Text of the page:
Home Sales Slow

A spike in spring home sales given a bump by a federal tax credit is failing to translate into a strong summer sales season.

Most local realtors agree the Worker, Homeownership and Business Assistance Act of 2009, which offered first-time homebuyers a tax credit of up to $8,000 and move-up homebuyers a credit of up to $6,500, helped make for a successful spring market. Now that the tax credit is off the table, though, it looks like a sluggish summer is ahead for home buying.

“It has come to a screeching halt,” said Re/MAX Metropolitan Realty agent Mike Aubrey. “During the spring tax credit we sold everything we could put a sign in front of.”

The tax credit was an effort to boost the real estate market nationwide out of its slump. The tax credit was used to bring new families into the housing market, reduce the inventory of unsold homes and increase home prices nationwide. Homes up to $800,000 qualified, and buyers had to meet maximum income requirement of $125,000 for single taxpayers and $225,000 for married couples filing joint returns.

Since January 1, 2010, there have been 34 homes in Lakelands sold and another 110 still under contract and eligible for the tax credit. In Kentlands, 37 homes were sold and another 16 are under contract. In Quince Orchard Park 14 homes sold since the tax credit was enacted and another four are under contract. Homes that are under contract have until June 30 to settle and still be eligible for the tax credit.

“It has been a great spring because of the tax credit,” said Long and Foster Realtor Elaine Koch. “Without the credit it would not have been so pretty.”

Spring sales saw multiple offers on homes.

“We found our first-time homebuyers were racing to the finish line to purchase before the credit expired,” said Amy DePreta with Re/Max Metropolitan Realty. “To have 10 new buyers and six sellers come out of the woodwork is definitely a change from spring last year.”

Larry Prigal with Re/Max Realty said the tax credit didn’t make much of a difference in his sales in Kentlands and Lakelands because the credit was not enough money to influence his buyers.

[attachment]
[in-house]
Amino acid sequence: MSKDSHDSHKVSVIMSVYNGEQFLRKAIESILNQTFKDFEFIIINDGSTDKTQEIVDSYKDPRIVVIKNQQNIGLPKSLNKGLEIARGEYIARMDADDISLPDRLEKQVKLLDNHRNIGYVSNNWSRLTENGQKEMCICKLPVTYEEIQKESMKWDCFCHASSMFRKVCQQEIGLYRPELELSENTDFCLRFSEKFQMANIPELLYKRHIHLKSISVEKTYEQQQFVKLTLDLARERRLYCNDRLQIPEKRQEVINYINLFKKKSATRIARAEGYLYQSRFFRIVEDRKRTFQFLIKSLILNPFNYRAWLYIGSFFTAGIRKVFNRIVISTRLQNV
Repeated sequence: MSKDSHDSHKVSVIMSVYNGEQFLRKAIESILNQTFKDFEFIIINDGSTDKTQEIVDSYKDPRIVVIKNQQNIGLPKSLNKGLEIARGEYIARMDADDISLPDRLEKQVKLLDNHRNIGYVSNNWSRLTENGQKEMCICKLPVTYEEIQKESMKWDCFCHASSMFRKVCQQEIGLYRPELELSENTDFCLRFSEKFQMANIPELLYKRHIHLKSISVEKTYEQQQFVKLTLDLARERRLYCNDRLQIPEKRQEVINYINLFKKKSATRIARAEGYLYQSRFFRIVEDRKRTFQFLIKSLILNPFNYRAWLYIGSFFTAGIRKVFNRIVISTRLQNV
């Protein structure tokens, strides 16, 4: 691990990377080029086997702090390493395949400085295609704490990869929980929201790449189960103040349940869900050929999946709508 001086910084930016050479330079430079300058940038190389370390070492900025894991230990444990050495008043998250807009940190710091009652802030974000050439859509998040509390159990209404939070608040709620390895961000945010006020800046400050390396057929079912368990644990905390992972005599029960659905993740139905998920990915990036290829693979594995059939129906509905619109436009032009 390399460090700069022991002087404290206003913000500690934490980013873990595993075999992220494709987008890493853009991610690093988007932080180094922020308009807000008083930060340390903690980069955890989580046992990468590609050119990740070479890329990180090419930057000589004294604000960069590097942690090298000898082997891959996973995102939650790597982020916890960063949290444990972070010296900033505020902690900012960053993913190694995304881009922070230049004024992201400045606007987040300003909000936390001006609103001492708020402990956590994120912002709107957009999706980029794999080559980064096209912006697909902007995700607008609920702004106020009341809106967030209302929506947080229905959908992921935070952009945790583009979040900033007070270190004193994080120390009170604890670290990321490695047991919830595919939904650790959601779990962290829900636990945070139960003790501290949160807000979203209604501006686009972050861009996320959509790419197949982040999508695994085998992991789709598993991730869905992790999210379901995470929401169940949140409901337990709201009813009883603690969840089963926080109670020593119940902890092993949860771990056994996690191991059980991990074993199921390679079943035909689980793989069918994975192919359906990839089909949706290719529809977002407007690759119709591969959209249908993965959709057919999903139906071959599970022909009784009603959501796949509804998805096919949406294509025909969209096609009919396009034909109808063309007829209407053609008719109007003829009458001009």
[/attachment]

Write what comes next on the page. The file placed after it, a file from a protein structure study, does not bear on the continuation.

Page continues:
“When you are in that higher price range it isn’t a significant percentage of the transaction,” he said. “I don’t think the $6,500 tax credit did as much to impact the move-up buyers as I had hoped it would do.”

Summer is normally a slow time for the market as families focus on vacations and summer activities, according to Koch. She said sellers will need to focus on pricing their house right and presentation to make a sale this summer.

“What will happen is that the days on the market will increase, and it will be more important than ever that the price is right and the house looks like it should,” Koch said.

Lakelands homes this spring spent an average of only nine days on the market, according to Aubrey.

“We are going back to a more normal pace. There isn’t that sense of urgency,” Aubrey said.

While showings of homes have dropped, those looking are in the market to buy.

At press time there were 20 homes in Lakelands on the market; 17 in Kentlands; and 10 in Quince Orchard Park. Low mortgage rates should help some buyers with their decision.

Koch said real estate is still clawing its way back to a normal market.

DePreta agreed.

“We are really coming out of the worst housing market ever. We are recovering. I think we have seen the lowest we are going to see. I hope,” she said.

Townhomes and single-family homes in the $500,000 range are still selling, according to Prigal, who said Kentlands and Lakelands is an area where “people want to be.”

“In other areas that $8,000 break did a tremendous job. Here I didn’t see a significant change. I had buyers and sellers when they had the tax credit, and I have them now,” Prigal said.

Aubrey described the market’s battle back from its tumble as having peaks and valleys.

“I predict this is a double dip recovery. This spring was the apex of the midpoint of that ‘W’ recovery. I think we will see things go down again nationally now that synthetic factors like the tax credit is going away. I think rates will go up over the next 12 to 18 months,” Aubrey said. “We have been riding a roller coaster.”